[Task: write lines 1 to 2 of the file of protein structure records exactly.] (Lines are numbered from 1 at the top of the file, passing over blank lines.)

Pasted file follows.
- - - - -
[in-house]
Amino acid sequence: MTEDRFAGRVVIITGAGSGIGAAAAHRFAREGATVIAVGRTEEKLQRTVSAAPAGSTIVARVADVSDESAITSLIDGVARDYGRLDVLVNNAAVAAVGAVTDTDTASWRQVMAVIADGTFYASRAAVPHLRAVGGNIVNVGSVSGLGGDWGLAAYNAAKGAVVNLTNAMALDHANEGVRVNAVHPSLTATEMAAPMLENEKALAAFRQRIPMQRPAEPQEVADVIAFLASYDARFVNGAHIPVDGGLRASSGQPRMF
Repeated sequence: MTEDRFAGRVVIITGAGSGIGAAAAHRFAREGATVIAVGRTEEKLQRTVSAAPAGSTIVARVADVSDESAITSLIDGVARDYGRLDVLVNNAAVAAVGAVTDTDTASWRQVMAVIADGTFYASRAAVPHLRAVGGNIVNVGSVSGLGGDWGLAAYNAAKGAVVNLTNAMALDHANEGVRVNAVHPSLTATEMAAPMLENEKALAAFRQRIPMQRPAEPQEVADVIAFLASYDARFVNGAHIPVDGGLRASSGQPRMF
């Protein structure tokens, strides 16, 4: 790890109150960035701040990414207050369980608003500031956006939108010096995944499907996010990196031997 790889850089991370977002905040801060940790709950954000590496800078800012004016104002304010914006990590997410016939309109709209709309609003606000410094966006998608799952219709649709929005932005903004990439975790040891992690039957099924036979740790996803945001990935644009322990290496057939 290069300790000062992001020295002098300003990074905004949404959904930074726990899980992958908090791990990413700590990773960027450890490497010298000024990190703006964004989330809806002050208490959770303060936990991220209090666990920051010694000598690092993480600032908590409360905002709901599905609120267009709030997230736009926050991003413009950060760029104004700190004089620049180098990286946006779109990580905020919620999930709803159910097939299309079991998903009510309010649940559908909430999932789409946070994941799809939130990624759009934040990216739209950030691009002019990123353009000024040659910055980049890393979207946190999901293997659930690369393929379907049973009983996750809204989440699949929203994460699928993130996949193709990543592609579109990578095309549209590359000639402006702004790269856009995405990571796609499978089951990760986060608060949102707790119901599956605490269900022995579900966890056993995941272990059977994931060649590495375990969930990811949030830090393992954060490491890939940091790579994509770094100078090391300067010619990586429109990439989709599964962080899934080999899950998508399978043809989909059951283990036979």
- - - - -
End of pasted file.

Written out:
[in-house]
Amino acid sequence: MTEDRFAGRVVIITGAGSGIGAAAAHRFAREGATVIAVGRTEEKLQRTVSAAPAGSTIVARVADVSDESAITSLIDGVARDYGRLDVLVNNAAVAAVGAVTDTDTASWRQVMAVIADGTFYASRAAVPHLRAVGGNIVNVGSVSGLGGDWGLAAYNAAKGAVVNLTNAMALDHANEGVRVNAVHPSLTATEMAAPMLENEKALAAFRQRIPMQRPAEPQEVADVIAFLASYDARFVNGAHIPVDGGLRASSGQPRMF